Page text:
Less Radiation Post-Surgery Prolongs Survival in Some HPV-Related Throat Cancer Patients

By News Release


Patients being treated for HPV-related oropharynx cancer might need less radiation therapy typically given post-surgery, according to a new study. Less than the standard doses of post-operative radiation therapy is safe and effective and reduces side effects, researchers say, resulting in very high survival rates —marking a significant advancement in head and neck cancer care.

The results follow an E3311 trial of the  ECOG-ACRIN Cancer Research Group, a membership-based scientific organization that tested the feasibility of transoral surgery that was followed by fewer weeks of radiation than are standard of care. For example, patients classified at surgery as having intermediate risk cancers, had five weeks of post-operative radiation instead of six. Each patient in the multi-institutional trial was classified at surgery as having low, intermediate or high-risk disease. For each group, post-operative treatment was scaled back.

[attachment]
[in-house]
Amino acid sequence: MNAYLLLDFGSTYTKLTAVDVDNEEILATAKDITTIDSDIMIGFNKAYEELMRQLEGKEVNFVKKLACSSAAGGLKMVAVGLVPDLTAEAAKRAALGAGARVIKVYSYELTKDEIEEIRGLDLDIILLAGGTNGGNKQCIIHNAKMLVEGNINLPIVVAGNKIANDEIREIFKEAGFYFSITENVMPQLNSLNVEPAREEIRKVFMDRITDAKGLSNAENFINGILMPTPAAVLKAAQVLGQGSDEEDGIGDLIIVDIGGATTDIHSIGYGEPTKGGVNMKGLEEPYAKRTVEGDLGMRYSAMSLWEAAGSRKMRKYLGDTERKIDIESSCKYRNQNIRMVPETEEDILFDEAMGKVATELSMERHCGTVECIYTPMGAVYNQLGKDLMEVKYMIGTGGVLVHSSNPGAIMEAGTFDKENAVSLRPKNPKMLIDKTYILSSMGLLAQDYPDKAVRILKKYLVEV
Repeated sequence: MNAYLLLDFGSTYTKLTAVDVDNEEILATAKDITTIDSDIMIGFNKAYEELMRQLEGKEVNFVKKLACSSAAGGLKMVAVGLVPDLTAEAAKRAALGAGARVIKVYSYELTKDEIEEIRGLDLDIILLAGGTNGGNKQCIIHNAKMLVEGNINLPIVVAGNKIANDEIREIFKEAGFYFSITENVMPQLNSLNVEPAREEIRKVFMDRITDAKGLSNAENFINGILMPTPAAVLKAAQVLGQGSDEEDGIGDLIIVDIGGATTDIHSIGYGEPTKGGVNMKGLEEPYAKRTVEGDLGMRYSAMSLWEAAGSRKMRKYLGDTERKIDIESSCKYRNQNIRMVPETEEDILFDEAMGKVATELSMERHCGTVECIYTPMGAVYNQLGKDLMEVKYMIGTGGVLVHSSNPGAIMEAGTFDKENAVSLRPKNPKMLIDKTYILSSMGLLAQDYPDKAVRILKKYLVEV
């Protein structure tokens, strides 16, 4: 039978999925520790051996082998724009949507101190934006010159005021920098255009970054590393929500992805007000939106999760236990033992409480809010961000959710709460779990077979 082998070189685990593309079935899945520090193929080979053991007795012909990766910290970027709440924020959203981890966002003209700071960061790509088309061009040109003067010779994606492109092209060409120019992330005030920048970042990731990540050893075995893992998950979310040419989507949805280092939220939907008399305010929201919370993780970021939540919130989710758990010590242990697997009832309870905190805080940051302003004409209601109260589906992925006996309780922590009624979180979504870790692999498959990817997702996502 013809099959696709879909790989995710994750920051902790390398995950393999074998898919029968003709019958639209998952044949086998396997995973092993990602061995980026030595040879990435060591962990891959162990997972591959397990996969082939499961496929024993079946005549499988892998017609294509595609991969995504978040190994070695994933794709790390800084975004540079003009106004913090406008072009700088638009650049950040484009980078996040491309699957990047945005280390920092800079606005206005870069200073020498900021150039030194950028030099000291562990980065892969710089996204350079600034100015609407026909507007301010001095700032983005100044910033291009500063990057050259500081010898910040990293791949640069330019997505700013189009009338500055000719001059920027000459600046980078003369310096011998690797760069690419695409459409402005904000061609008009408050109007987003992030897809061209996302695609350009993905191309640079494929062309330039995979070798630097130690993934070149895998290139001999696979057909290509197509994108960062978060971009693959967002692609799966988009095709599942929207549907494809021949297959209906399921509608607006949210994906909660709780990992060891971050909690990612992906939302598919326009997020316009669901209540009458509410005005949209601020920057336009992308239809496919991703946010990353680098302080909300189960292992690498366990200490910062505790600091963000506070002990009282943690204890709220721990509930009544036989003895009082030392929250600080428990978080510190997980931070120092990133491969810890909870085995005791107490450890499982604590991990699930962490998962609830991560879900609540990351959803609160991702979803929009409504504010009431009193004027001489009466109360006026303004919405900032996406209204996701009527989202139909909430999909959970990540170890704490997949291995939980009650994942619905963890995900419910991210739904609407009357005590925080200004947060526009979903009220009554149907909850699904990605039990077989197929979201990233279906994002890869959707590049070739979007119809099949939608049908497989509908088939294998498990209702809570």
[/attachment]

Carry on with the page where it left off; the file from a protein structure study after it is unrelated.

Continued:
“Long-term follow up now demonstrates remarkable progression-free and overall survivals of 90.6% and 95.3% for the overall group,” said the study’s first author, Barbara Burtness, MD, chief of head and neck cancers/sarcoma and chief translational research officer at Yale Cancer Center. “Survival at 54 months was greater than 97% for favorable and intermediate risk groups, there was no disadvantage from treatment deintensification, and no increased risk for smokers or those with base of tongue cancers. These findings support the use of transoral surgery and reduced intensity of post-operative management.”

The findings from the 359 patients were consistent across all disease subsites and regardless of the patient's smoking history. However, having a history of smoking can result in higher recurrence rates when patients are treated with chemotherapy and radiation instead of surgery.

Dr. Burtness, who is also the Anthony N. Brady Professor of Medicine (Medical Oncology) at Yale School of Medicine, presented the study’s findings at the 2024 American Society of Clinical Oncology (ASCO) annual meeting.